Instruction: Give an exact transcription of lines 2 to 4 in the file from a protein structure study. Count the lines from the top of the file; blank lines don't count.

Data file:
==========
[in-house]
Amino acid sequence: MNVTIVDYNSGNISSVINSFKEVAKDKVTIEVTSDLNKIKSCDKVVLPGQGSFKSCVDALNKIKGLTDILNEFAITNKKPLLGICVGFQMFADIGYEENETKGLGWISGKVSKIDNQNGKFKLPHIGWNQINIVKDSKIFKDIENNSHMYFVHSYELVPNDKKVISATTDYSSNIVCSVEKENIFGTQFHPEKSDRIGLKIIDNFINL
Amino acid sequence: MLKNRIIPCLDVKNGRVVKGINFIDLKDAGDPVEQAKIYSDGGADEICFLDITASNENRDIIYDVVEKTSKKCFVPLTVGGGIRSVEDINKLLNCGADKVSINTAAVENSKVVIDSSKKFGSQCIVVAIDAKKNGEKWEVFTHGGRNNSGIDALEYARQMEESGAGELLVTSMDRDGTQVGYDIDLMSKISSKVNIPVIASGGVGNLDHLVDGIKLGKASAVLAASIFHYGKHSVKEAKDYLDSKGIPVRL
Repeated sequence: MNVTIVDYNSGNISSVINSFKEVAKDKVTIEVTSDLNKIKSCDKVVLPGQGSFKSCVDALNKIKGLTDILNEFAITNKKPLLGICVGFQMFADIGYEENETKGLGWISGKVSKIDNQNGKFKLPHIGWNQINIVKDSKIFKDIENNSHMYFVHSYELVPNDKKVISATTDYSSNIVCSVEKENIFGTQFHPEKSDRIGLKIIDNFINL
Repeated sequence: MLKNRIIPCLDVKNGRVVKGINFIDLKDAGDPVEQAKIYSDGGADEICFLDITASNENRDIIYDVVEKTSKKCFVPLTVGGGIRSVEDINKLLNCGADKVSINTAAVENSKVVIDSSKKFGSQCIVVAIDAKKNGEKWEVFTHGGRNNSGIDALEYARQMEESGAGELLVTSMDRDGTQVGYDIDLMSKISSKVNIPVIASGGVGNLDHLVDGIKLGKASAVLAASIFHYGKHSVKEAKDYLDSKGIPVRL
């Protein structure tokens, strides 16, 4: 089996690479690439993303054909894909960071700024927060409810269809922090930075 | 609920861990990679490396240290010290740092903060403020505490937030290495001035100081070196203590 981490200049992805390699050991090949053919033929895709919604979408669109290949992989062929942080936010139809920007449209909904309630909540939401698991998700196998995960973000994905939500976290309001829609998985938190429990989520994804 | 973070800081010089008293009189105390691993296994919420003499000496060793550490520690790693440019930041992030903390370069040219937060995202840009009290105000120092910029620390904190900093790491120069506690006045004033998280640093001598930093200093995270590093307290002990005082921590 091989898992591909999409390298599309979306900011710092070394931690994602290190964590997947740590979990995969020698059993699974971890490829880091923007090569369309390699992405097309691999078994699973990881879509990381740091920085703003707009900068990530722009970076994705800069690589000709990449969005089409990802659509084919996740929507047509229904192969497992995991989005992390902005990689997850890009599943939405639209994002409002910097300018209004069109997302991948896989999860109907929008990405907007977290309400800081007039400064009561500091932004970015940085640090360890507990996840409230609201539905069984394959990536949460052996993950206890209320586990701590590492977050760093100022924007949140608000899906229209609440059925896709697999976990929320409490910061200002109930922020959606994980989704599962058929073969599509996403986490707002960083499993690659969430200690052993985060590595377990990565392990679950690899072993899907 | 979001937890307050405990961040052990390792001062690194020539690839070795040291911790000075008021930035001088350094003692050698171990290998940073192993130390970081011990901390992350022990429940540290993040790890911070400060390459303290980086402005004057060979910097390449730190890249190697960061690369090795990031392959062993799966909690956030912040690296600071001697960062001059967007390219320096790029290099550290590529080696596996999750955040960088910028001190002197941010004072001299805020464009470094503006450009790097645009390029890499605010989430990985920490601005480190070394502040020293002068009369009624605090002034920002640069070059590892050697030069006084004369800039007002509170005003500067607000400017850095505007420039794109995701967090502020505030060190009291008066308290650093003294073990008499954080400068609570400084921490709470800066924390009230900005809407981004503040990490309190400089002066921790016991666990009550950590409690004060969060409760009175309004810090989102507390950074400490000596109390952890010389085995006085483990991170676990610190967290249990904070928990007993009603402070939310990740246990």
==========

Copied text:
Amino acid sequence: MNVTIVDYNSGNISSVINSFKEVAKDKVTIEVTSDLNKIKSCDKVVLPGQGSFKSCVDALNKIKGLTDILNEFAITNKKPLLGICVGFQMFADIGYEENETKGLGWISGKVSKIDNQNGKFKLPHIGWNQINIVKDSKIFKDIENNSHMYFVHSYELVPNDKKVISATTDYSSNIVCSVEKENIFGTQFHPEKSDRIGLKIIDNFINL
Amino acid sequence: MLKNRIIPCLDVKNGRVVKGINFIDLKDAGDPVEQAKIYSDGGADEICFLDITASNENRDIIYDVVEKTSKKCFVPLTVGGGIRSVEDINKLLNCGADKVSINTAAVENSKVVIDSSKKFGSQCIVVAIDAKKNGEKWEVFTHGGRNNSGIDALEYARQMEESGAGELLVTSMDRDGTQVGYDIDLMSKISSKVNIPVIASGGVGNLDHLVDGIKLGKASAVLAASIFHYGKHSVKEAKDYLDSKGIPVRL
Repeated sequence: MNVTIVDYNSGNISSVINSFKEVAKDKVTIEVTSDLNKIKSCDKVVLPGQGSFKSCVDALNKIKGLTDILNEFAITNKKPLLGICVGFQMFADIGYEENETKGLGWISGKVSKIDNQNGKFKLPHIGWNQINIVKDSKIFKDIENNSHMYFVHSYELVPNDKKVISATTDYSSNIVCSVEKENIFGTQFHPEKSDRIGLKIIDNFINL